Quiver geometry is an experiment in defining a kind of discrete geometry purely in terms of directed graphs with a particular structure of edge labels on them.
I began thinking about this project in late 2020 when thinking about the abstract geometry induced by computational rewriting systems, having found nothing in the existing literature that seemed like a good “port” of the methods and theories of classical differential geometry to the setting of discrete geometry.
I started to create a kind of casual introduction and illustration of the ideas at quivergeometry.netquivergeometry.net, which gave me an opportunity to experiment with different pedagogical approaches, and in particular an software toolchaingithub.com to create beautiful visualizations and illustrations.
I’ve since discovered that much of what I was trying to define is already part of the canon of category theory, or can be set up fairly easily within it:
|quiver geometry||category theory|
|path homomorphismsquivergeometry.net||functors between freely generated categories|
|path groupoid of a quiverquivergeometry.net||groupoid of morphism composition in the above|
|discrete fiber bundlesquivergeometry.net||fibered categories|
|quiver productsquivergeometry.net||monoidal structure on the category of quivers|
|cardinal structurequivergeometry.net||labeling induced on a graph by a 1-object “codiagram”|
Anyway, it was still useful to work on this project, and I learned a lot, leading me to algebraic geometry, sheaf theory, and cohomology among other topics.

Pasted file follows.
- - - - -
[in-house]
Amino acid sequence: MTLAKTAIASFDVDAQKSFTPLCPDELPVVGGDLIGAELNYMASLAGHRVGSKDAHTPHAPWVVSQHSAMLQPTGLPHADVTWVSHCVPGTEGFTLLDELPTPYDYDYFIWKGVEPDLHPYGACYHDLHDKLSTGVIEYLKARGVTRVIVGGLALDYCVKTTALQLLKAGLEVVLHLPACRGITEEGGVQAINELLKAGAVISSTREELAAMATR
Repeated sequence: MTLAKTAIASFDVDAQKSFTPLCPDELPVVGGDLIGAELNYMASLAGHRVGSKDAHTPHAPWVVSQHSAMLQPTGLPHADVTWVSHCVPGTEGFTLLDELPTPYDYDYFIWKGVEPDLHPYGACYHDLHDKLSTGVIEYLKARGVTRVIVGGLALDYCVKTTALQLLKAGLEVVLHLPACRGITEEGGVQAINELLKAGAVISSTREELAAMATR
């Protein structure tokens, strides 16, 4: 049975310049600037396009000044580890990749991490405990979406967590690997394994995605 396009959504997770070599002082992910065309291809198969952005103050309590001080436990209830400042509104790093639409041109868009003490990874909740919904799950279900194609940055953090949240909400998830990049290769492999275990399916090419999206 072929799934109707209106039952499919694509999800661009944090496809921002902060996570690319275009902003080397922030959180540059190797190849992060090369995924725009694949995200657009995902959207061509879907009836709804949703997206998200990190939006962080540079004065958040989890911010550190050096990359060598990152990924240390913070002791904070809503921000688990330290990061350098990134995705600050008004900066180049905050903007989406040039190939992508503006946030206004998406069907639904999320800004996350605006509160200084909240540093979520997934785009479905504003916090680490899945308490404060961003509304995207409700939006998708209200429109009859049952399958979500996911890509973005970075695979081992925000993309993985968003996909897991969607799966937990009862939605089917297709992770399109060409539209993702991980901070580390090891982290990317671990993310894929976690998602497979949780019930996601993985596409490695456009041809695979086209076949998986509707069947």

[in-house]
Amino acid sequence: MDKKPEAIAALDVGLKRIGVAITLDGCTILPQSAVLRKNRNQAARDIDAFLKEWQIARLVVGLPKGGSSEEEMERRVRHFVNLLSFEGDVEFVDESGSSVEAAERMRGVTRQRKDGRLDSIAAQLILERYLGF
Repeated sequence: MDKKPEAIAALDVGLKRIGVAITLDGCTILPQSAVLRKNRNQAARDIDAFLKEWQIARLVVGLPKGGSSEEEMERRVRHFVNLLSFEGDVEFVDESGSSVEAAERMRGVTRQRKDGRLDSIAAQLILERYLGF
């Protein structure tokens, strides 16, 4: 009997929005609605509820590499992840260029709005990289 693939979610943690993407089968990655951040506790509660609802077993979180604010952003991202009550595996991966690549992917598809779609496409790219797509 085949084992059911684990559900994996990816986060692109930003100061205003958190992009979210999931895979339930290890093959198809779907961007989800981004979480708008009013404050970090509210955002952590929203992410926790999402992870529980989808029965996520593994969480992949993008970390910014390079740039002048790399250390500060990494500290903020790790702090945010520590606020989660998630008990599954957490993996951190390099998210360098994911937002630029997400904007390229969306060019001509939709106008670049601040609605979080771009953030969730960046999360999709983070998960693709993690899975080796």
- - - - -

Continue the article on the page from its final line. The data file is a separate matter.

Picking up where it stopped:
I do still need to understand how cardinal structure can be understood categorically – it feels like some incarnation of a homotopy lifting property.
The website may also be useful to people who don’t want to engage with category theory but do want a template for how to think about discrete geometry – I may continue to work on it for that reason. There are also sections of general mathematical exposition that I am proud of, such as the exploration of multisetsquivergeometry.net and fiber bundlesquivergeometry.net.
I’ve also presented quiver geometry to the Wolfram Physics Projectwolframphysics.org, where it has formed part of the basis for several student projects at the annual Wolfram summer school such as “Topological invariants in discrete lattice via graph rewriting”community.wolfram.com, “Gauge field theories on discrete principal fibre bundles”community.wolfram.com, “Full Discretization of Local Gauge Invariance”community.wolfram.com.